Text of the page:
12. 12. 12© Valtech 2007Case Study: Agile pilot projects at SPCPatterns and Anti-patterns (1 of 2)SPC (Software Product Company) is an online division of a successfultraditional media company. Large investments in online technology hadyet to produce the anticipated revenues. Development had beenoutsourced to large consulting companies using waterfall methodologiesand RUP; after 2 failed attempts and more than $50 million, nothing hadbeen delivered.A new CIO (DSI) and partner were brought in to better align with thebusiness and deliver product within 1 year. The following approach wastaken:Confirm key business priorities and select critical projectsAgree to Agile approach and gain support from sponsorsEngage experienced partner Agile coaches and team members toinitially work on site with staff. Delivery was priority.Deliver incrementally, inspect and adapt
  13. 13. 13© Valtech 2007Case Study: Agile pilot projects at SPCPatterns and Anti-patterns (2 of 2)Up front Agile orientation for everyoneGood sponsor support and no disruptionClear roles for Product Owner, ScrumMaster and TeamStrict time-boxing:– 3 month releases, budget tracking– 2 week iterations, working software at end of each iteration– Daily Scrum meetings, clear communication within teamEfficient agile requirements workshops, clear acceptance testsMultiple co-located, cross functional feature teamsContinuous integration with automated unit & functional testsPair programmingInternal QA department joined team late, resisted agileTeam worked weekends to compensateProduct shipped on time in a first and second release
  14. 14. 14© Valtech 2007Case Study: Agile transformation and OutsourcingPatterns and Anti-patternsA software products company (SPC2) with an aging but successfullegacy application decided to build a new n-Tier Java platformusing an outsourced partnerSPC2’s CIO realized they would need to keep some developmenton site and would need a common methodology: Agile.Valtech helped define, coach and implement Agile methodologyand built a dedicated Agile offshore development centerExpert onsite agile coaching was provided over 4 monthsThere was an internal Agile champion in senior managementSPC2 had hired an excellent team open to new ways of workingSufficient tools and process infrastructure were providedThe Agile offshore center followed consistent process and practicemethodology, using a common source code repository, buildprocess, change control process and requirements managementAfter 16 months, 130+ staff on 12 projects were deliveringproduction software on the Java platform using Agile methods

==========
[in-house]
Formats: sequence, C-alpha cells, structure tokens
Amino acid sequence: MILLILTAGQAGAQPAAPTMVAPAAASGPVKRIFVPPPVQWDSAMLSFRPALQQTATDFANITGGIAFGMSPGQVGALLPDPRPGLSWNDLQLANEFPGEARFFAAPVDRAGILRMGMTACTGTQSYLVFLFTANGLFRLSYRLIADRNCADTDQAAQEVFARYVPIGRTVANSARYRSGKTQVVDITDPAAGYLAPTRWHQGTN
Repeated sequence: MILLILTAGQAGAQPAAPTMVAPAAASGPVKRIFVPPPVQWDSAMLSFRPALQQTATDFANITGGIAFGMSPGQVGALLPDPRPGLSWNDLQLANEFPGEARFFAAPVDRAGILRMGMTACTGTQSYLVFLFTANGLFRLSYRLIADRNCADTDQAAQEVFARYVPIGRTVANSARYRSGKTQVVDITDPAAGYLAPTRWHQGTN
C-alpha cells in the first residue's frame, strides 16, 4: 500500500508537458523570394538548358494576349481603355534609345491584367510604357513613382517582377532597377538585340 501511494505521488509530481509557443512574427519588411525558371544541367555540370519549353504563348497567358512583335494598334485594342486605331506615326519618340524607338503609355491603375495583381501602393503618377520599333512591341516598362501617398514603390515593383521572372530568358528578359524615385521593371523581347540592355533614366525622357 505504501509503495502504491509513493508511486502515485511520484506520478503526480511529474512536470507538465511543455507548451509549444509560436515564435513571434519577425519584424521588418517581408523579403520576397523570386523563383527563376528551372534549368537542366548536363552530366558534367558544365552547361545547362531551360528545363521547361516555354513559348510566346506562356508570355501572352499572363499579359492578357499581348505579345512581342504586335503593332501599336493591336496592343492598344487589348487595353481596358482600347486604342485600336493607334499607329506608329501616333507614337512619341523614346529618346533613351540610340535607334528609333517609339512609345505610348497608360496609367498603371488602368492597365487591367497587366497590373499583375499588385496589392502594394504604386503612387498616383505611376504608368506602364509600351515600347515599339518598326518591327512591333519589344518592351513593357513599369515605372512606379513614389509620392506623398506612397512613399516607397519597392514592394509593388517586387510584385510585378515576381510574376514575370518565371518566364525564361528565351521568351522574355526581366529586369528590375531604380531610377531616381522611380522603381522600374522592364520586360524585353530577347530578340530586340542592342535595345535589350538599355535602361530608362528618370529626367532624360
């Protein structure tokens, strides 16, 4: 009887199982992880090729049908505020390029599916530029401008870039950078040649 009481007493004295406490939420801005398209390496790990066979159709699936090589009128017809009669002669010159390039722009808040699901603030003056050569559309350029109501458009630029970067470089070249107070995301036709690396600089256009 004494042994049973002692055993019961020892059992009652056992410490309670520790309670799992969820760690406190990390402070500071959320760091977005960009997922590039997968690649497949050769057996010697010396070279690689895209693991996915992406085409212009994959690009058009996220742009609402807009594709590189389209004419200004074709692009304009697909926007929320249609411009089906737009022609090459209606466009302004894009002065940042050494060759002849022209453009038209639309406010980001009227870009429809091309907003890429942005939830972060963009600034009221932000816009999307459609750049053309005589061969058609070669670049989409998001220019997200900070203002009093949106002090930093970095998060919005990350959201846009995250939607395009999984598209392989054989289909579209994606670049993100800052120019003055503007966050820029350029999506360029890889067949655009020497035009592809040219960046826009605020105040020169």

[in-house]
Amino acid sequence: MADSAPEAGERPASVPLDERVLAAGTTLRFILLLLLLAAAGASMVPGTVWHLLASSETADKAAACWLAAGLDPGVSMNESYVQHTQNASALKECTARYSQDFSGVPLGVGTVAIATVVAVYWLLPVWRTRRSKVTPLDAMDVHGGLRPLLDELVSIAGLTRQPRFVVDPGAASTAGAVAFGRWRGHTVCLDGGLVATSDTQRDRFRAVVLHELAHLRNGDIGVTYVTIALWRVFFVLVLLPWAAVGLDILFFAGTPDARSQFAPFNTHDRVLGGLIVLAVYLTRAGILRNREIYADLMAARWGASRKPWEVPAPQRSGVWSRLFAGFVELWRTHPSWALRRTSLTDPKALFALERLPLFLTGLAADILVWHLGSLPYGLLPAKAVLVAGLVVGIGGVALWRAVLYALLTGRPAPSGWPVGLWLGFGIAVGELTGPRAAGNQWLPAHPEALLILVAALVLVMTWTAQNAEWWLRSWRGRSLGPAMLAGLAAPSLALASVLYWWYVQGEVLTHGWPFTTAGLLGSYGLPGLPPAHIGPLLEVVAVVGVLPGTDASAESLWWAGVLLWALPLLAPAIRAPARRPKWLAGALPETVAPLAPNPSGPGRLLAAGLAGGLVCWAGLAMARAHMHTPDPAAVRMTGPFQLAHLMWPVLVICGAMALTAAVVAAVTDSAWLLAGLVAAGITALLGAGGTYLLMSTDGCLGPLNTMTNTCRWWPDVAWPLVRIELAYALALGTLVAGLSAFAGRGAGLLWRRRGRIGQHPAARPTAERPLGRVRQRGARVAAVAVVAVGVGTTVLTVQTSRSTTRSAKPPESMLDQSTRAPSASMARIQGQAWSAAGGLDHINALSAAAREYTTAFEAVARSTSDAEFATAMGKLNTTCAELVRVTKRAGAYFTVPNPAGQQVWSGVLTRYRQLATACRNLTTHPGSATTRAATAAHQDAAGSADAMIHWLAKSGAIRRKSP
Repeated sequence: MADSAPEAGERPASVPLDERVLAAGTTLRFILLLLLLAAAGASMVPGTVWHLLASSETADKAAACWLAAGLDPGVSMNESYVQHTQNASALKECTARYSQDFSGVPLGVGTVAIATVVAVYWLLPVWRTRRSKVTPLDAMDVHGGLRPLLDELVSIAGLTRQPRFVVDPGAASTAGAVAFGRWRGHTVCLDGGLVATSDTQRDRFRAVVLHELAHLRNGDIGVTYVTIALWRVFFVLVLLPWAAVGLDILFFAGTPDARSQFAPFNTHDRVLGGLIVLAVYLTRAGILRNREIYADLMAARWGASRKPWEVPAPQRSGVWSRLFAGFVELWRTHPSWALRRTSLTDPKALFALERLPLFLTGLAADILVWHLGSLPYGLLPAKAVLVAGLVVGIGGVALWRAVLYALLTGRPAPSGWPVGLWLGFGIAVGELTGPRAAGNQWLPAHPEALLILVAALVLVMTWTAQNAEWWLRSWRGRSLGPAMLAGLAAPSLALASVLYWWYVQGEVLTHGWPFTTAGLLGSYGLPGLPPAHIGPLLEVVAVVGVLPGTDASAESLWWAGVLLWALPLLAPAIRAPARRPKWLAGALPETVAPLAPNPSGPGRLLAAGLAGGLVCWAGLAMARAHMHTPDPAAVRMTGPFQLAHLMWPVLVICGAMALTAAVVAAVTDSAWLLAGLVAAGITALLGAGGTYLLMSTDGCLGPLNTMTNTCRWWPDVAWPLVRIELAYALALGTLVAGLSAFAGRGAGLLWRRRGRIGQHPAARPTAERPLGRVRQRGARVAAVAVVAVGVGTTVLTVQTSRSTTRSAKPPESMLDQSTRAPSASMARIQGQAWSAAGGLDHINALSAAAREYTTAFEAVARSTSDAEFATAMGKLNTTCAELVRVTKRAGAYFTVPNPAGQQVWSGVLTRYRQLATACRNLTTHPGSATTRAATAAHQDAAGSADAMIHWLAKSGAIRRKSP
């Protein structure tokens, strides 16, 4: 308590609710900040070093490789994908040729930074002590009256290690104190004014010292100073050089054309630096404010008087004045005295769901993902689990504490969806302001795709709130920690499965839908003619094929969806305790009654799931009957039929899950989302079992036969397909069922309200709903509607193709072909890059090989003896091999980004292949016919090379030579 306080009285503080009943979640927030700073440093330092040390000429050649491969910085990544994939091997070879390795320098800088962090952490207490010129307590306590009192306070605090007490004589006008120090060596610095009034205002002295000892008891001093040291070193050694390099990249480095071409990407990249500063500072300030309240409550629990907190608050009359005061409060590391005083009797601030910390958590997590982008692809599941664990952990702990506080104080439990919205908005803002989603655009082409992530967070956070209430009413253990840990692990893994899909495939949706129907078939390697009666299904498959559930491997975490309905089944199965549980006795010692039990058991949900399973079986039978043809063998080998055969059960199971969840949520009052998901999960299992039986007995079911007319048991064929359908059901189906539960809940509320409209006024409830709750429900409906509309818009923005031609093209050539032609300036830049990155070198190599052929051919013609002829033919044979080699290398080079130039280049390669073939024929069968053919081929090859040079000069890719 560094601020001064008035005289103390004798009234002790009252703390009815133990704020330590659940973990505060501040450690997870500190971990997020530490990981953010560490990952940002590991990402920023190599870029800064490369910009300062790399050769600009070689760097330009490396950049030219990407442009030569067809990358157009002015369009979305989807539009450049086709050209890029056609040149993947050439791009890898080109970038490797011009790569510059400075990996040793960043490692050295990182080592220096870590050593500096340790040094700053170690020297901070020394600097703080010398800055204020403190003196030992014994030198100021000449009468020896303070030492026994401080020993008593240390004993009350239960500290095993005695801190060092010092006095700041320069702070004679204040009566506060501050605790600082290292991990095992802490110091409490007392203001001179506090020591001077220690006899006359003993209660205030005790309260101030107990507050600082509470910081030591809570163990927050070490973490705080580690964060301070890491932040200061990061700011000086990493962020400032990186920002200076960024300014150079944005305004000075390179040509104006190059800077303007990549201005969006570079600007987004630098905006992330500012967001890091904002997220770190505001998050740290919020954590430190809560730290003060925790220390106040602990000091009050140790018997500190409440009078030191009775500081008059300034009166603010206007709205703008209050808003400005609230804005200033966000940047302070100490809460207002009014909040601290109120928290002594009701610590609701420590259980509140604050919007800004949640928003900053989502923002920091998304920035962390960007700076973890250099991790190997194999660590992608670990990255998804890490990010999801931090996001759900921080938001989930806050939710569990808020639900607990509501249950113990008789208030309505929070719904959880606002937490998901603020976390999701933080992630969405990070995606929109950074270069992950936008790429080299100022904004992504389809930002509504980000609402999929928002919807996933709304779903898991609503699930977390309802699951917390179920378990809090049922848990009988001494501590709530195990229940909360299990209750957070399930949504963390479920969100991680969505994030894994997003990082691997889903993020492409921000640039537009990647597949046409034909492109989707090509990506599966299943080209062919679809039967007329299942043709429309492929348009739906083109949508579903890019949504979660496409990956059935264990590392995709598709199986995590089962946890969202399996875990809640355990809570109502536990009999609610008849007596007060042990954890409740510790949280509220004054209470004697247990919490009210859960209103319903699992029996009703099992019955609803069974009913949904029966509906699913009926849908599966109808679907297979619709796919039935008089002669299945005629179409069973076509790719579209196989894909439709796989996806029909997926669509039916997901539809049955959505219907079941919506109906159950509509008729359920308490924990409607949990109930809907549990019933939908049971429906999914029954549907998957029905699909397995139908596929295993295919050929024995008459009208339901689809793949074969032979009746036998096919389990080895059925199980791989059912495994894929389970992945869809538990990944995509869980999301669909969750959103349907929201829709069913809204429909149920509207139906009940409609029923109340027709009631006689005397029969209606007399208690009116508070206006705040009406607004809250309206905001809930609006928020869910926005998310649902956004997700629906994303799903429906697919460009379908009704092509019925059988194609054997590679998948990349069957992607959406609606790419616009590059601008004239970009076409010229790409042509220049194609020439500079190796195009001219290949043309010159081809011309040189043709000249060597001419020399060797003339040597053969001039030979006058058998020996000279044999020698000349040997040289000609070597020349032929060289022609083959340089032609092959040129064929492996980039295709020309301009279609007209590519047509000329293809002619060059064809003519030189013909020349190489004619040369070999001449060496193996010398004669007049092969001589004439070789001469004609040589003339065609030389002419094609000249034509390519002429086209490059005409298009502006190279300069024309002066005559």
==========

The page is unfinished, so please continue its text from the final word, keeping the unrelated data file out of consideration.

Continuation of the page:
15. 15. 15© Valtech 2007Case Study: Your first Agile pilot project?Begin with a common understanding of Agile core principles– ½ - 2 day workshop planned for sponsors, IT management, teamsMeasure your organisation’s readiness to adopt Agile– Assess current practices, teams and infrastructure to identify issues and needsCarefully select a pilot project that has high business value and risks– Ideally, few external project dependencies and high customer involvementSelect a small, dedicated team, with an excellent internal champion– The team will be learning a lot of new ideas and practices rapidly, and will needenergy and enthusiasm. Supplement team with experienced consultants.Engage a practicing, experienced certified Scrum Master as a coach– The Scrum master is central to the team and can help all roles acquire skills.Engage sponsorship at the level of CIO and the head of the businessunit, and keep them informed and engaged– This is something people sometimes overlook – at their eventual perilImplement a full set of agile best practices, as in Scrum – do not pickjust a few of the practices; they work best as a whole